Sunday, September 23, 2012

Mortgage Cancellation Rackets That File Suits To Obtain Default Judgments To Wipe Out Banksters' Liens Gain Steam In Florida

In West Palm Beach, Florida, The Palm Beach Post reports:

  • More companies are jumping into the land trust business. At least two new firms in Florida are trying to cancel mortgage debt with lawsuits that lenders call “baseless” and “nonsensical” but that some borrowers say are their last chance at keeping their homes. The companies, including one with a Jupiter address, are in addition to the Fidelity Land Trust Company that opened last year in Boca Raton. Together, they have filed scores of lawsuits statewide and collected hundreds of deeds from homeowners, who are typically solicited by phone because they have underwater mortgages. And desperate borrowers are biting.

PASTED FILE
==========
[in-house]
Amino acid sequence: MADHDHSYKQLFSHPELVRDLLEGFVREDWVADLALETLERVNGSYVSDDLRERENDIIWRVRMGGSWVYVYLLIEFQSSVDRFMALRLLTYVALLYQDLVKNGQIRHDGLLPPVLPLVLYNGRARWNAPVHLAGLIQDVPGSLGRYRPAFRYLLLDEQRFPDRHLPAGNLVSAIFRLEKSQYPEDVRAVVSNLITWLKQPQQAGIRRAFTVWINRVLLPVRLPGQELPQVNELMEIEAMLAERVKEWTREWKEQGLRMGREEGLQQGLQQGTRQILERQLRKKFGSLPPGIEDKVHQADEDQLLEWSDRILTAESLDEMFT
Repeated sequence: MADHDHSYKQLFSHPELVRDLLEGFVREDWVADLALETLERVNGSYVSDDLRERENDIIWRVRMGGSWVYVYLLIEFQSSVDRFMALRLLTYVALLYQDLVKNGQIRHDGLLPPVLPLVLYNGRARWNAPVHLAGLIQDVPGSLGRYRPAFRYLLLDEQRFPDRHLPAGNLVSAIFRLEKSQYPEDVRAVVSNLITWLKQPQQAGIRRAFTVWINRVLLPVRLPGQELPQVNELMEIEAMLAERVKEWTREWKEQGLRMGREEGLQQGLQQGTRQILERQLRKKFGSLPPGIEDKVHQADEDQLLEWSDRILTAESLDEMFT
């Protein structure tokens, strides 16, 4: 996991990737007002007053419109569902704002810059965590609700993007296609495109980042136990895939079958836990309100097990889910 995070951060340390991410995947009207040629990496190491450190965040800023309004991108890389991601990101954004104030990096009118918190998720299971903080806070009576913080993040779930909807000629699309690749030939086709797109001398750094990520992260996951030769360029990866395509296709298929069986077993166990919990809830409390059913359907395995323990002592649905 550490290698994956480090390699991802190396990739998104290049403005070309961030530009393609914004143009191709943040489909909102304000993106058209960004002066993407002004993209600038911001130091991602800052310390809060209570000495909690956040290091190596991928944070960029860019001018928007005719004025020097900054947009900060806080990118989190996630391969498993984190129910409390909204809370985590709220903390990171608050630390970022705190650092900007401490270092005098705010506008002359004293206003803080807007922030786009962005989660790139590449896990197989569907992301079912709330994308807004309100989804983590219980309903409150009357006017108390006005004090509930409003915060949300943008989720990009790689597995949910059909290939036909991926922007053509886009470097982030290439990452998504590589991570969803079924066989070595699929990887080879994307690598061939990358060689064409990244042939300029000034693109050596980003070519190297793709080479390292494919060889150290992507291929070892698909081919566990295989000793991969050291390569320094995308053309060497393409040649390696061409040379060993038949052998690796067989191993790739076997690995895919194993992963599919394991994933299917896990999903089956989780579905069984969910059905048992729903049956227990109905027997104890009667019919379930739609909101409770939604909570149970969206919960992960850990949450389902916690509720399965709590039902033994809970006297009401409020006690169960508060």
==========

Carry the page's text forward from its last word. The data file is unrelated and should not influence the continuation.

• [P]roponents of the trusts point to a Levy County case they say proves it works. A press release issued Tuesday by one of the trust referral companies says Boca Raton attorney Howard Feinmel, who is under a Florida Bar investigation for issues relating to quiet title lawsuits, won a judgment in November that canceled a mortgage. It was a default judgment, typically awarded when the defendant fails to respond within 20 to 30 days and can be reopened if there are legitimate reasons for missing the deadline. The plaintiff in the Levy County case was Levy County Partners, which had the homeowner deed his house to it before filing the lawsuit, according to property appraiser records. The deed has since been transferred from Levy County Partners to Fidelity Land Trust Company. The foreclosure lawsuit against the homeowner was voluntarily dismissed in June by the lender. The dismissal was done without prejudice, meaning it can be re-filed. Bank of America, the servicer on the loan, did not respond to a request for comment. Fidelity Land Trust Company, which was incorporated in December and is believed to be one of the first firms to make widespread attempts to cancel mortgages by suing the banks, has amassed about 240 deeds statewide, including 100 in Palm Beach County.

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